Mandatory Minimums

May 14, 2009

Justice and compassion: “A system of ‘law and order’ is the means by which Torah seeks to address this imbalance of power. The underlying goal, however, is not simply to ensure justice, but also to create within us a deeper sense of compassion. …[We] also grapple with how to pursue justice in the most compassionate manner possible. …It may be that justice has to be ‘blind,’ but this does not mean that justice should not have a heart. As we seek justice for those who wrong us – personally, communally, even nationally – it is important to seek a fair and equitable judgment, but sometimes justice is even better served with a healthy dose of forgiveness, flexibility, generosity and gentleness.”

This makes me think of Mandatory Minimums, the great West Wing episode (immediately following “Let Bartlett Be Bartlett” and preceding “Lies, Damn Lies and Statistics”!) and the policy therein. Mandatory minimums are sentencing guidelines for crack users. They consist, to put it simply, of a grid or matrix in which you find your offender and the mandatory punishment. (i.e., a first-time offender is caught with a gram of crack; find first time and gram of crack on the chart then follow the line to its pre-designated punishment.) This is what the episode focuses on, making the claim that mandatory minimums are racist because most crack users are black and most cocaine users are white; the amount of crack that necessitates harsh punishment is far less than the amount of cocaine (Andy argues to Toby.) Throughout the episode, Bartlett and others hint at and bemoan the lack of judicial discretion in such cases; such grievances are raised in a later episode, this time with a much louder voice. The episode involves Donna reviewing the pardon applicants; she comes across one man who, in his youth, was arrested for and charged with drug possession. In between the time of his arrest and the time of his trial (several months, maybe even years – I don’t remember) the defendant cleaned up his act: He successfully completed rehab and made several other positive improvements. He was a first time offender and after his arrest was never again in trouble with the law – not even so much as a parking ticket. When recounting this story, Donna says that unfortunately the strict sentencing guidelines precluded the judge from considering any of these positive steps taken and was forced to sentence the young man to jail. Bartlett and the staff go on to curse the fact that we appoint judges to use their judgment and then we don’t allow them to do the very thing they were appointed for. Indeed.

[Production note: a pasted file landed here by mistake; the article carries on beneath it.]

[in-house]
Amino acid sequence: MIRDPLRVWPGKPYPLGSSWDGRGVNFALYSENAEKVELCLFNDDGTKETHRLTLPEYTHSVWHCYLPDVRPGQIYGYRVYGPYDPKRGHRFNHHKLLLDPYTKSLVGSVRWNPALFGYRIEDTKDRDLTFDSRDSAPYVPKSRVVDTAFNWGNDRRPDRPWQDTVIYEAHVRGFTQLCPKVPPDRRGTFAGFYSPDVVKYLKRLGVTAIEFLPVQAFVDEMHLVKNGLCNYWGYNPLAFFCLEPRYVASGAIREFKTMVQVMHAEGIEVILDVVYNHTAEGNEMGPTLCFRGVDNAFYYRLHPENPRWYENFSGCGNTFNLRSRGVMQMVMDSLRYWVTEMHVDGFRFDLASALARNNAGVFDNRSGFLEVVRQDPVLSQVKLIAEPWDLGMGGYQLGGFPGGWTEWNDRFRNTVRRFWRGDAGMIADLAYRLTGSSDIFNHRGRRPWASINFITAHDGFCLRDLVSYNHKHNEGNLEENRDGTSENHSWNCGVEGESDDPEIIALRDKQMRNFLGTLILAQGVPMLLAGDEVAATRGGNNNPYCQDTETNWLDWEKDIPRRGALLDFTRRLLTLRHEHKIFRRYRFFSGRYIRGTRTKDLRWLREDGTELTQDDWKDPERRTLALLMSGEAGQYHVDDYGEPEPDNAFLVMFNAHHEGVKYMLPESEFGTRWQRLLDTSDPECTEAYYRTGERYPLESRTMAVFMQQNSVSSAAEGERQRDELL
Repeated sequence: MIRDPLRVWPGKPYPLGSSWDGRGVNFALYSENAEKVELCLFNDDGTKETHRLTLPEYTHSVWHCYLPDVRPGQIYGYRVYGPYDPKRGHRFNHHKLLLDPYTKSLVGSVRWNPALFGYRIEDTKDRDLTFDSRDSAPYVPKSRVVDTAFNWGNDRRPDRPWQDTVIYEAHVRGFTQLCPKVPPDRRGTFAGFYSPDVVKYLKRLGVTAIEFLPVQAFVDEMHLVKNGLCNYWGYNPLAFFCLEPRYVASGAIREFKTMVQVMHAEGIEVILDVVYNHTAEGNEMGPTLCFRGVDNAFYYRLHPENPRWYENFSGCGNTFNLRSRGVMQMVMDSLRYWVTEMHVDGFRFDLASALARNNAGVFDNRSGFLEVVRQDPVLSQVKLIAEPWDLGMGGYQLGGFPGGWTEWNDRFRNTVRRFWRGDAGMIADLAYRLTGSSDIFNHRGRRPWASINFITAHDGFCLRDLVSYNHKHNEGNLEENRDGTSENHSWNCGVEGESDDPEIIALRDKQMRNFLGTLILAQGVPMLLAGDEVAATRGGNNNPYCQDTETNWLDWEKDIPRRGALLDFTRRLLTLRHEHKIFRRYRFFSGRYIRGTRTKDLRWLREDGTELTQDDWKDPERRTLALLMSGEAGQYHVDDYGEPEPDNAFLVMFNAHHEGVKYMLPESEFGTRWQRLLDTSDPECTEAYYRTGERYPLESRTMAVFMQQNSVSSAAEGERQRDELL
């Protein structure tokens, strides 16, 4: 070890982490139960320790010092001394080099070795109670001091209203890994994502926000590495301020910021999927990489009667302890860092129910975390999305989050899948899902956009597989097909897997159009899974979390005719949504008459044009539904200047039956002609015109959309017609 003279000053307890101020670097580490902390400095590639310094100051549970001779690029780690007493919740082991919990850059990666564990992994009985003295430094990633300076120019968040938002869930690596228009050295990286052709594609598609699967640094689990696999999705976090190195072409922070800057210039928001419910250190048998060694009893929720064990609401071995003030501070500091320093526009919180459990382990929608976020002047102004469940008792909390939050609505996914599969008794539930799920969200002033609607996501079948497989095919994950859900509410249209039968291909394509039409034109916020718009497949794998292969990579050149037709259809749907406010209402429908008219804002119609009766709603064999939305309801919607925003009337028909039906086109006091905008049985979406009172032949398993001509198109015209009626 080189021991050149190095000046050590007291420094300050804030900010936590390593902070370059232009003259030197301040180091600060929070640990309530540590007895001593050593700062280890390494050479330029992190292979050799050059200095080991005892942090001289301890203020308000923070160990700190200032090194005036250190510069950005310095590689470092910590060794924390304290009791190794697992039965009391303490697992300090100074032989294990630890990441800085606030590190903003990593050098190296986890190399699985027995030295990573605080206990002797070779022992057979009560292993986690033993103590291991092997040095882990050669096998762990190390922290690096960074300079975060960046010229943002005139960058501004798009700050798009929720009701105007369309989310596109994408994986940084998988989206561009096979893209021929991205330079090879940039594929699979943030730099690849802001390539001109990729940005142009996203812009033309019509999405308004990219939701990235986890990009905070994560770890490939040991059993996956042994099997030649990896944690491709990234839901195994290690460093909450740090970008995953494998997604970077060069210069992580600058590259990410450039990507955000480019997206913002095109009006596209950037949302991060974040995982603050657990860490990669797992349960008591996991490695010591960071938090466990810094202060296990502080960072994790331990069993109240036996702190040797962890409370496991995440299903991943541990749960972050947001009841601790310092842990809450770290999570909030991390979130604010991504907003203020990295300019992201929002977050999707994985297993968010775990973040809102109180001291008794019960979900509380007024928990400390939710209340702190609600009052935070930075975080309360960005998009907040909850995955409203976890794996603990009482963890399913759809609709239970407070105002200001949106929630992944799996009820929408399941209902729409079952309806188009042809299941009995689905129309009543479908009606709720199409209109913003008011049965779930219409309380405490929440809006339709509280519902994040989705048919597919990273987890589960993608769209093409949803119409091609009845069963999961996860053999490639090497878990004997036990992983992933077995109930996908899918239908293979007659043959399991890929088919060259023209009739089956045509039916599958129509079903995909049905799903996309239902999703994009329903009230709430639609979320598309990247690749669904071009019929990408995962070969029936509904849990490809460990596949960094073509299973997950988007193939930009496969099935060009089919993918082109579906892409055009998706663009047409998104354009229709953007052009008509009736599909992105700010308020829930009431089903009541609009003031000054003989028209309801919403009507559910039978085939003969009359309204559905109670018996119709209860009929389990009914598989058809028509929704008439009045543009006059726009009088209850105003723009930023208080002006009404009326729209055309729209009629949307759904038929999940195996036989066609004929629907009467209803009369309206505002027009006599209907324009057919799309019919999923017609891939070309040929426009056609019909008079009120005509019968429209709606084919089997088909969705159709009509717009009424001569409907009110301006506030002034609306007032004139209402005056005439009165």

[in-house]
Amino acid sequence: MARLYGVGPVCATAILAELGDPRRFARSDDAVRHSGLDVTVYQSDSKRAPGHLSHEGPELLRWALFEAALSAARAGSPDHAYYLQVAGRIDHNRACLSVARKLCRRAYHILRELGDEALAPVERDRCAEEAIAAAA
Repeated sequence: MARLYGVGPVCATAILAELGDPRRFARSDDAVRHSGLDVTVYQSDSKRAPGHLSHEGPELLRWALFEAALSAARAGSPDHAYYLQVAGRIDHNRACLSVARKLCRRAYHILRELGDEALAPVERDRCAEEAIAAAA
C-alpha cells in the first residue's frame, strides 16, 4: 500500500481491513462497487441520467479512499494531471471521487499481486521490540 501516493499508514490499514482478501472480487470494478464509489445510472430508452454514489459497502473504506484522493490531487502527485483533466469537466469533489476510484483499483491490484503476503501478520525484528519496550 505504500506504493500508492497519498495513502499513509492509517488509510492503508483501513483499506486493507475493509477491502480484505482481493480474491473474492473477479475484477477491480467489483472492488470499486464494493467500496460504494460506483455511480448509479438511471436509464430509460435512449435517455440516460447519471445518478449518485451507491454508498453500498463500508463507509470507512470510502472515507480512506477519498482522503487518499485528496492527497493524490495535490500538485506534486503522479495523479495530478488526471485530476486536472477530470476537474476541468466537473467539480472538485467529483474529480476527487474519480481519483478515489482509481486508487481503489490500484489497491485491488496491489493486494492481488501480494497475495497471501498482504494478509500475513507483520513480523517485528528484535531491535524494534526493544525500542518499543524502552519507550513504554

Perhaps the next time this issue comes up, or when someone makes it come up by raising the issue in front of Congress or the President, religious groups will consider supporting ridding the judicial system of mandatory minimums and other such strict sentencing guidelines which do not allow for true judicial oversight. They do not allow for compassion in the justice. This, seemingly, goes against a fundamental religious tenant. “Abraham asks God, ‘Must not the Judge of all the earth do justly?’ …Execute true justice; deal loyally and compassionately with one another.’” I hope in the future organizations of faith and compassion will take up this cause and not be blinded by false political advertising.

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